Normally, apart from the odd deserter there have rarely been problems from the matelots, but due to threats against American interests worldwide, the officials are particularly concerned about the safety of their sailors, this year.

    To reassure the navy personnel that all necessary measures are being taken to ensure the visiting sailors’ safety, Pattaya City Hall showed them a Call Centre capable of monitoring tourist problems and providing useful information by hotline 1337.
    Another Control Room is equipped with CCTV to monitor 85 cameras and more cameras are due to be installed to ramp up the Pattaya coverage. The US Navy and Embassy also offered technical help and safety equipment in the event it was required.

    Pattaya Daily News

  4. #4
    ding ding ding
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    I saw some of these yank grunts in action around the bars in Udon Thani.
    They were one the whole the biggest bunch of cnuts u ever did have the mispleasure of meeting.
    Total disrespect of anything that was not American.
    They hardly had a braincell between them, no wonder uncle sam send them to get blown up in far away countries.

  5. #5
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    singapore is full of US navy sailors at the moment - you can see them everywhere - short hair, big necks, t-shirt and jeans wearing - always in groups of 3 or 4.

    some are ok, some are arseholes.

    but none of them can drink beer to an acceptable standard.

    and their presence pushes up the hookers prices too

  6. #6
    Thailand Expat Boon Mee's Avatar
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    Thai-US Military Cobra Gold 8-18 May 2007

    I've always thought Sattahip was a lot more 'livelier' when U-Tapao was filled with patriotic Yanks!

  7. #7
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    The annual invasion is on in Korat as well...

    The shops over here are normally happy to see them come ( or cum...)

  8. #8
    Thailand Expat
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    The real games happen in Pattaya.
    The rest is just classic Freudian penis envy.

  9. #9
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    Phetchaburi - American and Thai soldiers build a new school building

    COBRA GOLD TROOPS REACH OUT TO COMMUNITY

    American and Thai soldiers build a new school building for a needy Phetchaburi village
    Story by ANJIRA ASSAVANONDA

    First Lt Michael Bennon of the US army was all smiles as he talked about the mission he had just completed as part of this year's Cobra Gold military exercises. The ''mission'' he referred to, however, was not a field exercise with live weapons or any kind of military training for combat situations.

    Instead, it was the construction of a multi-purpose building for Ban Nong Kha Nang School in Phetchaburi's Tha Yang district.

    ''We chose this school not only because they are so in need of the structure, but also because the school director and the local community were very open,'' said First Lt Bennon, platoon leader for the group of 25 US soldiers who worked with 12 Thai soldiers on the project.

    ''They let the US soldiers live in the classroom, and the local community was very helpful and generous.''

    The new building will serve as a community centre, meeting hall and classroom.

    The construction was part of Cobra Gold's Humanitarian and Civic Assistance Project, which includes the Engineering Civic Action Project (Encap) and the Medical Civic Action Project (Medcap).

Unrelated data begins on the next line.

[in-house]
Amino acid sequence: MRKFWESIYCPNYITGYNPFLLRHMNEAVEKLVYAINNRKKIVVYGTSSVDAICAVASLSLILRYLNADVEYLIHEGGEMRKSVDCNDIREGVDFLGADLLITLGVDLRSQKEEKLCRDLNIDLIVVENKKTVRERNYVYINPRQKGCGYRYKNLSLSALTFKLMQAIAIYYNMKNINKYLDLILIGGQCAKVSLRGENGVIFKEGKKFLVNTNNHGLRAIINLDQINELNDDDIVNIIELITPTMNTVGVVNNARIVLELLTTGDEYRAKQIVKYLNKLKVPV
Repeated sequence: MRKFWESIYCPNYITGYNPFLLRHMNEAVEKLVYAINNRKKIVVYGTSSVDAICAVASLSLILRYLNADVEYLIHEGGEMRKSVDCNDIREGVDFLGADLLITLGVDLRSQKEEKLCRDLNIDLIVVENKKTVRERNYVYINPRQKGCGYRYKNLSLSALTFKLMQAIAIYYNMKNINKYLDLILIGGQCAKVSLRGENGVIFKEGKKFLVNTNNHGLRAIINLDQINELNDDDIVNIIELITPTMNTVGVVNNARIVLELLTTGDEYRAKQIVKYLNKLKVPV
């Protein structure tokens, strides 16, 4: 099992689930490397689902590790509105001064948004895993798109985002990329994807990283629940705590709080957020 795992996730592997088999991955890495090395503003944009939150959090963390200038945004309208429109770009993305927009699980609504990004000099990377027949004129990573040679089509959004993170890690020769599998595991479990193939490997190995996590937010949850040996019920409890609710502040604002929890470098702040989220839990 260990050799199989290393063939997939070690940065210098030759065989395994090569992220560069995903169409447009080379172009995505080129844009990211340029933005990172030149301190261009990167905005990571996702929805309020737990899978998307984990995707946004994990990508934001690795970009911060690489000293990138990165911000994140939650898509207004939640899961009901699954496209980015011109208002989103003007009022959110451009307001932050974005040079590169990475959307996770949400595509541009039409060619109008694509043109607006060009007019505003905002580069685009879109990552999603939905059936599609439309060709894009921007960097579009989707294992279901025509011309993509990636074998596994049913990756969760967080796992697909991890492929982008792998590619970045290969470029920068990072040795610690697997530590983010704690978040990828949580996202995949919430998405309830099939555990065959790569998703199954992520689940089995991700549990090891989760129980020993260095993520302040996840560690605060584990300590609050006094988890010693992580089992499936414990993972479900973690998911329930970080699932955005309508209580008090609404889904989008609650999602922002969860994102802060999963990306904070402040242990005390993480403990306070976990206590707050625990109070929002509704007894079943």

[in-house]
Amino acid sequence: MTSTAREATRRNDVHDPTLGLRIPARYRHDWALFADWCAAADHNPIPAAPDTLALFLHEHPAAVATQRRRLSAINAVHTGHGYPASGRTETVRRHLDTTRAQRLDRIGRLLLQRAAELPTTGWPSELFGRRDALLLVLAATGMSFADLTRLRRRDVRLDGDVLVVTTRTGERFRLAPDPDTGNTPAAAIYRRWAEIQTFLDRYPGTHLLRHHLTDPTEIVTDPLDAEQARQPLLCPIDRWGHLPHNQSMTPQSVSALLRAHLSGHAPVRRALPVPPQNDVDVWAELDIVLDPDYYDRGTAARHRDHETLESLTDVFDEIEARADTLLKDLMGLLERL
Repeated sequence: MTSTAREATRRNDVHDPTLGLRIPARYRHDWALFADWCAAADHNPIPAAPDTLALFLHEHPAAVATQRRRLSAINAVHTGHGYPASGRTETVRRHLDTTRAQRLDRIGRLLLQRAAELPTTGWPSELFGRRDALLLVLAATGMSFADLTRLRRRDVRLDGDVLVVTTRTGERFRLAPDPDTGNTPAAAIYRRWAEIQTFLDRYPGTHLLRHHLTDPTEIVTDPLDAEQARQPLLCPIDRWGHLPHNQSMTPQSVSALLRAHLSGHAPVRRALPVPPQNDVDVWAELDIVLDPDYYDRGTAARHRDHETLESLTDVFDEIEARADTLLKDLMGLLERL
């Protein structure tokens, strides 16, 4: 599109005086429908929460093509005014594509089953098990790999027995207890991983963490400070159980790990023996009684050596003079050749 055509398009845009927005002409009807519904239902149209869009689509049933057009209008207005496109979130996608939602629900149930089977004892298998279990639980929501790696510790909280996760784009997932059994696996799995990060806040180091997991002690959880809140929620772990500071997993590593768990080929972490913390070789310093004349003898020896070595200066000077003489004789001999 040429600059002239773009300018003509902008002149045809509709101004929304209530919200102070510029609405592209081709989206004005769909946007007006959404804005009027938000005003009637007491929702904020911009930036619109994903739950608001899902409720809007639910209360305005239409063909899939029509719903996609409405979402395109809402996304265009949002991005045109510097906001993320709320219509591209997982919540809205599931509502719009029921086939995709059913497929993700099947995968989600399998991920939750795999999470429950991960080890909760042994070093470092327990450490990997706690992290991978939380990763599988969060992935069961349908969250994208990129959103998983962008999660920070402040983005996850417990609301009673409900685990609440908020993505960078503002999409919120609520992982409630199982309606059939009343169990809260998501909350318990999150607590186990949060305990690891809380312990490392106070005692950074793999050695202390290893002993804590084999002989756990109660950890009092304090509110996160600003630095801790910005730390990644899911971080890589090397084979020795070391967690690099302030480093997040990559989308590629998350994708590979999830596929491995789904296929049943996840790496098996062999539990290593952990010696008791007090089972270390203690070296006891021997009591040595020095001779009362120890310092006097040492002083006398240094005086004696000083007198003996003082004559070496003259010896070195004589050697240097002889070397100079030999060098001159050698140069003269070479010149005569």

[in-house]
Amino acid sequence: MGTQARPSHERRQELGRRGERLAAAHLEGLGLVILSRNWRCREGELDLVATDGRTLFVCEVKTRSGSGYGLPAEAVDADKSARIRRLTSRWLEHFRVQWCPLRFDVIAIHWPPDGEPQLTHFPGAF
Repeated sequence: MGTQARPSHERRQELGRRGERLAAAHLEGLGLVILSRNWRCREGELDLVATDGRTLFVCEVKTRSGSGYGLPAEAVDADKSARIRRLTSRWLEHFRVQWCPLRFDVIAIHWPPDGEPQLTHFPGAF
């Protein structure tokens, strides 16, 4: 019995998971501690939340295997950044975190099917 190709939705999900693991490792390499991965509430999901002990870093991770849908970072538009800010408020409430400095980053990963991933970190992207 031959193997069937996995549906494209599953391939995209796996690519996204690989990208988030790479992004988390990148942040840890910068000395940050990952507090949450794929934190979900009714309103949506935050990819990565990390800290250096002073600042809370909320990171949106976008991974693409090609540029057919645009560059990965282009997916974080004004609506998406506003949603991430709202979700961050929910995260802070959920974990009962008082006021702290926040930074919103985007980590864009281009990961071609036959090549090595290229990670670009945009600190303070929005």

Launched in 1956 as part of Thai and US military cooperation, the Cobra Gold exercises this year focussed on multinational peacekeeping operations.

    A total of 3,089 Thai personnel took part in the exercises this year, along with 2,091 US soldiers, 70 from Singapore, 47 from Japan, and 27 from Indonesia.

    But away from one of the largest multilateral military exercises in the region, troops were also focussing on other areas where the military feel they can be of help _ in communities.

    First Lt Bennon said the construction of the multi-purpose school building went well, with only minor problems, not least of which was the sweltering temperatures.

    ''The heat is my problem,'' he said, pointing to his thick-fabric uniform, which he said was not really suitable for Thailand's hot weather.

    And when it wasn't the heat, rain also tested the soldiers' perseverance. He said it poured down for six of the last seven days in April, forcing the soldiers to halt construction for a while.

    He also said the language barrier was a problem sometimes, but nothing that the troops couldn't overcome.

    ''Many things get lost in translation. Sometimes we said we'd like to do this, but they said they'd like to put it over there. Even though we had interpreters on site, it's still difficult to communicate about complex construction, order and tasks,'' he said.

    The only way to deal with the problem sometimes was to stop operations, and get out a pad and pen and write it down.

    It took the Thai and US troops more than a month, from April 8 to May 13, to finish the construction.

    Although aware of how much it would help the school, First Lt Bennon said such an operation was not only of benefit to the local community, but was also good for the soldiers who could learn a great deal from such missions.

    ''This very important mission is all about helping the Thai community, but the most important thing we take from something like this is that we learn more about each other's culture and we work together,'' he said. ''This relationship is going to last for a very long time.''

    Em-orn Thepthong, a teacher at the school, said the new building, which was officially handed to the school on May 15, was a delight to all the teachers and students. As well as serving as a functional classroom, the school plans to use the space for meetings, recreational activities and sports.

    ''We have wanted such a building for so long but have never had the money,'' she said.
    ''We felt so lucky that these soldiers came. They are nice, kind and friendly. The villagers often drank and danced with them in the evening after their work was over for the day.'

    Bangkok Post